Buyers, sellers, and sometimes
even real estate agents get confused with how closing cost credits work.
Closing cost credits are a great
tool to help buyers pay their closing costs and have more money after
closing. This is important because buyers often have lots of expenses
such as making repairs, upgrades, buying furniture, etc. Closing cost
credits don’t hurt the seller in any way. In fact, they help sellers
because many buyers cannot buy without them.
Confusion about Closing Cost Credits
Some buyers think that they will
actually receive money back at closing that they can walk away with for their
own use. That is no longer allowed; around 2009 all mortgage companies
and regulators put a stop to it. Buyers instead can use this money toward
all allowable closing costs such as pre-paid interest, escrows, taxes, etc.
This enables the buyers to bring less money to closing. If the credit covers
the entire closing cost amount then the buyer would only need to bring the down
payment to closing.
Sellers often think THEY are
actually paying the buyer’s closing costs and may even say or think “I am not
paying their closing costs.” Though it may sound that way on the offer, sellers
are actually not paying the closing costs. The buyer just inflates their
price in order to get the credit.
a Typical Closing Cost Credit:
Closing Cost Credit
Net Sale Price
$395,000 (Sellers should pay
attention to this number)
Questions from Buyers and Sellers
Q: What do Buyers typically pay
for closing costs?
Q: What are the typical closing
Typical closing costs range from
1% to 5% of the home’s price.
Q: Why would I still need to bring
money to the closing if I’m getting a closing cost credit from the sellers?
Buyers should understand that
their total closing cost could be more than the credit they requested. At
the time of the offer, it is impossible to determine exactly how much the
closing costs/escrows/prepaid interest, etc. will be on the day of the closing,
because those numbers change based on the exact day of the closing. At
the time of the offer, the closing cost credit is always an estimate of what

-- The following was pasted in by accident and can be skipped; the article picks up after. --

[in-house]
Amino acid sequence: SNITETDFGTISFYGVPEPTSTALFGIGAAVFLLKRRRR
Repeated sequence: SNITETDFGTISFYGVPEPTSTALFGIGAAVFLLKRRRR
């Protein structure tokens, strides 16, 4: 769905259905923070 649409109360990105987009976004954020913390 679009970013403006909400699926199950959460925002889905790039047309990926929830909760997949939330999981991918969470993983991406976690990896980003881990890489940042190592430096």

the closing costs will be, and you should always take a credit for slightly
less than the amount of the closing costs, because if your credit is too high,
it could result in the seller getting more money, or a delay in the closing.
Q: How much of a closing credit am
I allowed to ask for, is there a limit?
It all depends on the type of
loan. Some loans only allow credits of 2% and some go up to as much as 6%.
Q: Can the credit be put towards the down payment?
No, it cannot. The down
payment needs to come from the buyer.
Q: What do Sellers typically pay
for closing costs?
Q: Why does the buyer need a
closing cost credit? I never had one when I bought.
The closing cost credit simply frees
up money for the buyer. The reason a seller never had one maybe because either
the credits were not available at that time or the purchase price at that time
was much lower.
Q: Does a Seller pay stamp
fee on the offer amount or on the net sale price?
Sellers do pay stamp fees based on
the offer amount. Sellers should remember that the typical stamp fee in
Massachusetts is $4.56 per thousand.
Both Buyers and Sellers
Q: Who is responsible for paying
closing costs and for which fees?
Both buyers and sellers can expect
to pay closing costs.
Q: What if the closing costs
aren’t that much and there’s money left over?
It is very important that the
buyer works with their mortgage broker and buyer’s agent to come as close as
they can with how much of a closing cost credit they will need. It is
actually better to request a credit that is slightly less than the expected amount
so that you don’t have an excessive credit.
If the closing cost credit exceeds
the actual closing costs, technically, the parties would have to do an
amendment to the contract and adjust the purchase price. However, this is
normally so late in the process that all of the paperwork and loan
documentation would need to be adjusted and it could result in a delay in the
closing. Therefore, it is always wise to err on the side of caution and
put a closing cost credit in the offer that is slightly less than what you
think the closing costs will be.
Q: Does the appraisal need to
come in at the offer price or at the net sale price?
The appraisal does need to come in
at the Offer Price. This is usually not an issue.
Q: If the buyers request a credit
after a home inspection, what are the benefits of giving the credit towards
closing costs vs price reduction?
This is another case where sellers
just need to pay attention to the net number (see chart above). Whether the
buyer requests a decrease to the offer price or requests a closing cost credit
really does not matter to the seller. It’s the same either way.
With respect to the buyer, the
benefit of a credit instead of a reduction in the sales price is that it will
allow a buyer to keep cash on hand to do repairs, etc. If a buyer and
seller negotiate a price reduction following the home inspection, it won’t
actually give the buyer money to do the repairs. By doing a credit, the
buyer essentially “puts cash in their pocket” by virtue of the fact that they
are bringing less money to the closing.
Massachusetts License Number Broker MB1498 Dana Bain NMLS #18693 Robin Dunbar Bain NMLS #18699 Licensed by the State of New Hampshire Banking Department- License Number 5430-MBR Premiere Mortgage Services Inc. NMLS #1498 is a licensed broker and not a lender. We arrange but do not make loans.